With world busy fighting coronavirus, China quietly builds installations on Philippine-claimed reefs
MANILA, Philippines — While the rest of the world is busy battling the coronavirus pandemic, China, where the virus originated, has taken advantage of the countries’ preoccupation by building new facilities on Philippine-claimed territories in West Philippine Sea.
On Friday, government-funded Chinese Academy of Sciences launched two research stations on Fiery Cross (Kagitingan) and Subi Reefs in Spratly Islands to “help scientists expand their research into deep sea ecology, geology, environment, material sciences and marine energy,” state-run Xinhua reported.
“They also play a part in monitoring ecological and seismic changes in key regions of the South China Sea,” it added.
As it is, the state-sponsored think tank running the new installments has a research center based on Mischief Reef, which the July 2016 international arbitral award ruled to be part of the Philippines.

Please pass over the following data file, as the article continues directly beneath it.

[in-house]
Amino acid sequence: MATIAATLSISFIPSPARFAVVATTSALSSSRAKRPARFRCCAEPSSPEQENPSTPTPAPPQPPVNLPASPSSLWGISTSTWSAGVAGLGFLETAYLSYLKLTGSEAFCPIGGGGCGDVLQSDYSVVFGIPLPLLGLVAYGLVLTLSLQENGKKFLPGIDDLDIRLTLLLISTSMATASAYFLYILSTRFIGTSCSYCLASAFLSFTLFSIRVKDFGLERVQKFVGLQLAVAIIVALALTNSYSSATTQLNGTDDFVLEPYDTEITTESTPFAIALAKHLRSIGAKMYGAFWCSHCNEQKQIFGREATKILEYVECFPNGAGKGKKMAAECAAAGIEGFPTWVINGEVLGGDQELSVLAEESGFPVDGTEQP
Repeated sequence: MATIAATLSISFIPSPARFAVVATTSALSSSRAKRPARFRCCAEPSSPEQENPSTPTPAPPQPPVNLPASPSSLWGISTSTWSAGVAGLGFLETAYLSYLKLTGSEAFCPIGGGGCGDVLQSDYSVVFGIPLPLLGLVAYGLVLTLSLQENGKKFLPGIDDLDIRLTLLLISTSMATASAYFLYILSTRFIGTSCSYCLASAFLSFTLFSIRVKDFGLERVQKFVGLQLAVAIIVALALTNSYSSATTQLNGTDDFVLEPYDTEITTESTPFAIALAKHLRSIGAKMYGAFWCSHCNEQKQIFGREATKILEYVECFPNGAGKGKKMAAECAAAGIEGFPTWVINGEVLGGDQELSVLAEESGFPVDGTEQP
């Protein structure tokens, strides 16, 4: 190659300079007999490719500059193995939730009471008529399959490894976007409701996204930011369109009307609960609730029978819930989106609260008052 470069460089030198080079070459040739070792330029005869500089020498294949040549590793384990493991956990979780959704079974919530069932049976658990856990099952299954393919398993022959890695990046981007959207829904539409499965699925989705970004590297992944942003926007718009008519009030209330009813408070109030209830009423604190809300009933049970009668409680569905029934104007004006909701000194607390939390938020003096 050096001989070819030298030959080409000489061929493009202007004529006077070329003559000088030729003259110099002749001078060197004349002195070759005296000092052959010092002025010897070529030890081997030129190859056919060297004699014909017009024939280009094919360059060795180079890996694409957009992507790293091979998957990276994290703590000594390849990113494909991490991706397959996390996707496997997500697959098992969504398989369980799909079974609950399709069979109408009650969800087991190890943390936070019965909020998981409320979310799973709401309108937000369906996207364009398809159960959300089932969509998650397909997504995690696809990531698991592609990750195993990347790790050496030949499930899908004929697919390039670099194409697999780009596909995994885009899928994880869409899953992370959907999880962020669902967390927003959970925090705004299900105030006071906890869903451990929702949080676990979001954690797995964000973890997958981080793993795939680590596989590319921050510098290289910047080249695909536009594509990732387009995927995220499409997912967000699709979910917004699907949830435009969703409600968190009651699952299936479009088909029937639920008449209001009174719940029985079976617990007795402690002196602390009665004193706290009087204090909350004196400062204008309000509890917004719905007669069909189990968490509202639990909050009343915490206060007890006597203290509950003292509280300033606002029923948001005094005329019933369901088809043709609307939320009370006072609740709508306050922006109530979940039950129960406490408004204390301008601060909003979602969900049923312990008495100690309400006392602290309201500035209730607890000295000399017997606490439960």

While Subi Reef and Fiery Cross are different territories not subject of the ruling, Manila is also laying claim on the islands located closer to the country, sitting around 100 km and 24 km off Palawan, respectively.
According to the news report, the new stations would serve as research units meant to support Beijing’s all-encompassing development programs in South China Sea, an area where freedom of navigation has been under attack due to China’s militarization.
Specifically, new Chinese facilities in Fiery Cross are envisioned to monitor coral reef biomes or the island’s flora and fresh water conservation, while those in Subi Reef will house seismic stability and fresh water monitoring systems.
Fiery Cross and Subi Reefs are two of Beijing's “big three” militarized islands in the Spratlys, particularly transforming the former into a fortified airbase in 2017.
In July 2016, a United Nations-backed tribunal characterized Fiery Cross Reef as a rock that can't sustain habitation or economic life. It is allowed a 12-nautical mile territorial sea.
As to Subi Reef, the arbitral tribunal also concluded that the island is a low-tide elevation, which means that it disappears during high tide and has no maritime entitlement.